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Talking to the Disenfranchised

There are no “R”s in Washington

Mark Davis Meets With Nevada Tourism Officials About Moving Raiders To Las Vegas Photo by Ethan Miller/Getty Images

If there is one universal reality in American politics today it is that the constituencies on all sides of the most contentious issues do not feel listened to by the people who are making the decisions. American's feel disenfranchised and nowhere is that more obvious than here where our fans have quite literally lost their franchise.

Public dissatisfaction with the process is rampant and people increasingly find their conversations and information gathering taking place in polarized settings surrounded by like opinions. Sometimes it seems as if people who haven't been members of that same peer group for a decade are speaking a different language.

Tim Lieweke is the new guy. He hasn't been in our peer group for a decade, felt our pain or fought battles by our side. He walked into a pretty tense and toxic situation and fair or unfair he's been criticized by fans for just about everything that has come out of his mouth.

The Oak View Group is on one hand perplexed by the cool reception they've received and, on the other, simply trying not to say much of anything that can be perceived as directed towards Chris Hansen's fans and supporters until they can figure it out. They get that they walked into a set of circumstances that are "not of their making" and have not as of yet come up with a way to address those circumstances directly.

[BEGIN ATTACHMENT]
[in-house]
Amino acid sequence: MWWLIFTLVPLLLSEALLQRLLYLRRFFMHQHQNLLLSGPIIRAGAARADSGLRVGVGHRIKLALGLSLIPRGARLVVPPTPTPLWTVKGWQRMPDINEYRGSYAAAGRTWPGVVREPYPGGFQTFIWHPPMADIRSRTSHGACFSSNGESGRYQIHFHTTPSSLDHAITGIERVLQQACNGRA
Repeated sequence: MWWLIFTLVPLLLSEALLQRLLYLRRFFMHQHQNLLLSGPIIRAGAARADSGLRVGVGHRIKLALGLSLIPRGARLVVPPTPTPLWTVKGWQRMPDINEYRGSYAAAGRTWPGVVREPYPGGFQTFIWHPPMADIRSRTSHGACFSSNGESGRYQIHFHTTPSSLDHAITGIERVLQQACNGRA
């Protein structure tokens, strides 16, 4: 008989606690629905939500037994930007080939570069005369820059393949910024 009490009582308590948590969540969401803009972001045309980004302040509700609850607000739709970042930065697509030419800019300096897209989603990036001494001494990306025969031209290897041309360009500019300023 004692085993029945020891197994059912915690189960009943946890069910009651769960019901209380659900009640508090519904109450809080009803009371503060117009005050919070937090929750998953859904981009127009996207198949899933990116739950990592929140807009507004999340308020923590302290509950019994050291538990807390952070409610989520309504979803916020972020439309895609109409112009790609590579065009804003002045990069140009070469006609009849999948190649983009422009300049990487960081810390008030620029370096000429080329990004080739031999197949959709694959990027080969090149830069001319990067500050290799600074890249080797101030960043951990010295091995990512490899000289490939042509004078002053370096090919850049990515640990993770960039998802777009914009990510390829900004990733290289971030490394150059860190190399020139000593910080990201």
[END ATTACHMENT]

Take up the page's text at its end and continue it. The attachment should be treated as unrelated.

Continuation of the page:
On the surface I understand this approach. Why change anything when you are and winning handily? Why focus on engagement with one group that is overtly hostile when virtually everybody else seems welcoming and friendly?

There are multiple reasons why I think it is important for OVG to figure out an approach to communicating with Sonics fans. For one thing their inability to deal with it head on is only serving to re-enforce the perception that NBA fans are unimportant to their plan and perceived as "unnecessary" to the building itself. The muddled message that mostly seems standoffish to NBA fans and is diminishing fan excitement for a project that otherwise seems to be on rails.

Last week several people on this blog indicated that it was time to stop with the bickering and move forward into productive conversation about the OVG project. In the spirit of those posts I'm asking the honest question of how should they go about it? How should they start the conversation given the reality that people really, really like Chris Hansen and his building? How do they move forward given the reality that the KeyArena has a lot of emotional baggage and was first suggested as a viable Sodo arena by Sonics antagonist Geoff Baker?

My belief is that this is going to be a process. It is not going to happen overnight and there are some people who will never be won over. Despite that they have to work towards incremental process and put themselves out there. I know that they will get beat up for just about everything they say but they will never learn how to talk to Sonics fans unless they actually start by talking to Sonics fans.

The first thing they need to say to us is that they want to bring the Sonics back. Forget guarantees or getting ahead of the commissioners, just convince us that you want it to start and then we can have a discussion about how.

In the end they will need us. This whole endeavor is too hard and faces too much opposition to think that they will not need every available supporter to get it done.

Hopefully we can keep this productive. If you were a focus group for OVG how would you advise them to approach this?